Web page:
Intel has already announced plans to release tablets with built-in 3D scanners later this year. A new chip invented by a team from Caltech, called a Nanophotonic Coherent Imager (NCI), might soon bring the same capability in our smartphones.
Measuring less than a millimeter on all sides and requiring no extra hardware, the new silicone chip is small enough to fit inside compact devices, making it possible to integrate into everything from smartphones to point-and-shoots to action cams. Yep, that means any small gadget you use with a built-in camera can potentially become a 3D scanner, paving the way to seeing 3D scanning become a ubiquitous feature.
Even better, the NCI boasts the highest depth-measurement accuracy of any nanophotonic 3D imaging device of its class, allowing it to take scans that are accurate to within microns of the original object. It’s also very inexpensive, with the new chip likely to enable “significant cost reductions” in the manufacture of future 3D scanners.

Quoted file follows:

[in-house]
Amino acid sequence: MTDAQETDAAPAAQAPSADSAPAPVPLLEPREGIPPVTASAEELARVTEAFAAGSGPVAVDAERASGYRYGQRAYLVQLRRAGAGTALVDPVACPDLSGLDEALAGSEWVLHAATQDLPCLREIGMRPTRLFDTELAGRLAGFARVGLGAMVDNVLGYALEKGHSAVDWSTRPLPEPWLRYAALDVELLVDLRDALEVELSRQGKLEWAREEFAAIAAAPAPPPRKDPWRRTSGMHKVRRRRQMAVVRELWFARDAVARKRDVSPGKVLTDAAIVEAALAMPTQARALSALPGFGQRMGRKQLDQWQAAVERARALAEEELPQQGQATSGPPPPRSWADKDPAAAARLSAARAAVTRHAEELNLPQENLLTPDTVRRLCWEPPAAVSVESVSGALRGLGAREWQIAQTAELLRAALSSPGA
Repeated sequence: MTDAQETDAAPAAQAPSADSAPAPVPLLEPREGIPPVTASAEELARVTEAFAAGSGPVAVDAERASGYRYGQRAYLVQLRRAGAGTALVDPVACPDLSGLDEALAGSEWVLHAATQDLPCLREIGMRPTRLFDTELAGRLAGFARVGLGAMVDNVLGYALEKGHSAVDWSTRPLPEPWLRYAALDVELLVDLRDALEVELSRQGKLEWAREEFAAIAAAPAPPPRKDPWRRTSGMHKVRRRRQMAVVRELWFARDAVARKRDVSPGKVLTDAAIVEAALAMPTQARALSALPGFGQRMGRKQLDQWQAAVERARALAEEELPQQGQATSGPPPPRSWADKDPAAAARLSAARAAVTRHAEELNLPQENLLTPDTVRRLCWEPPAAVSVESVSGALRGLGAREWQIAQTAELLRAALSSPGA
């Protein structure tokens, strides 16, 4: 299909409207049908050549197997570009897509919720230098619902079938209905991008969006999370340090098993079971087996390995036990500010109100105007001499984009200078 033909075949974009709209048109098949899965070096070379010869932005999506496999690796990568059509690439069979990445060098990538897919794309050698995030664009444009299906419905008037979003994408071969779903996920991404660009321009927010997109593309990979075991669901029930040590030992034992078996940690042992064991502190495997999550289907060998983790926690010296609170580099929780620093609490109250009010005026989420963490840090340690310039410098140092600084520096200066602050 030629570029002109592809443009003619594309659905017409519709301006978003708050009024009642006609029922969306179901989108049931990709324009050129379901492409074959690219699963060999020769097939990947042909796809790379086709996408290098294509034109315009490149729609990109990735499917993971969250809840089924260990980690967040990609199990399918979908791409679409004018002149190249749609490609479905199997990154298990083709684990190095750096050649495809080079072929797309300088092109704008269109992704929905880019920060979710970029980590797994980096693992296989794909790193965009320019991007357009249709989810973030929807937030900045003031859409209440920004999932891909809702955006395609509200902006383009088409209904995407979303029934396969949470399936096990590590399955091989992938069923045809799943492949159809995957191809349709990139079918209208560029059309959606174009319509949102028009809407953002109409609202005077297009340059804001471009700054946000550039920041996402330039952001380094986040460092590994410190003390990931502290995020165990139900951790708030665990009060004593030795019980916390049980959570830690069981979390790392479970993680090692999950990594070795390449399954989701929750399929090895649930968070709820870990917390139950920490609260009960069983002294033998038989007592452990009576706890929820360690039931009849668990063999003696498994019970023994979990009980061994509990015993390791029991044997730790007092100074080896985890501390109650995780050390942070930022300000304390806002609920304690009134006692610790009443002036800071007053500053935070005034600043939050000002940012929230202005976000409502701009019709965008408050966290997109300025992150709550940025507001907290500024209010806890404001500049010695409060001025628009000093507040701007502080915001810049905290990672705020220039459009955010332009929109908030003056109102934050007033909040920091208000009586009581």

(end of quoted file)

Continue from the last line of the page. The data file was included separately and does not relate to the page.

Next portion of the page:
To perform a scan, it uses tiny LIDARs (light detector and ranging) that immerse an object in laser beams, analyzing the light that bounces off it to determine an object’s dimensions, including height, depth, and more. The current prototype can only scan small objects (e.g. coins), although they’re working on scaling up the design to allow it to work with much larger objects like a traditional 3D scanner.
The NCI was described in a paper written by Ali Hajimiri, Firooz Aflatouni, Behrooz Abiri, and Angad Rekhi.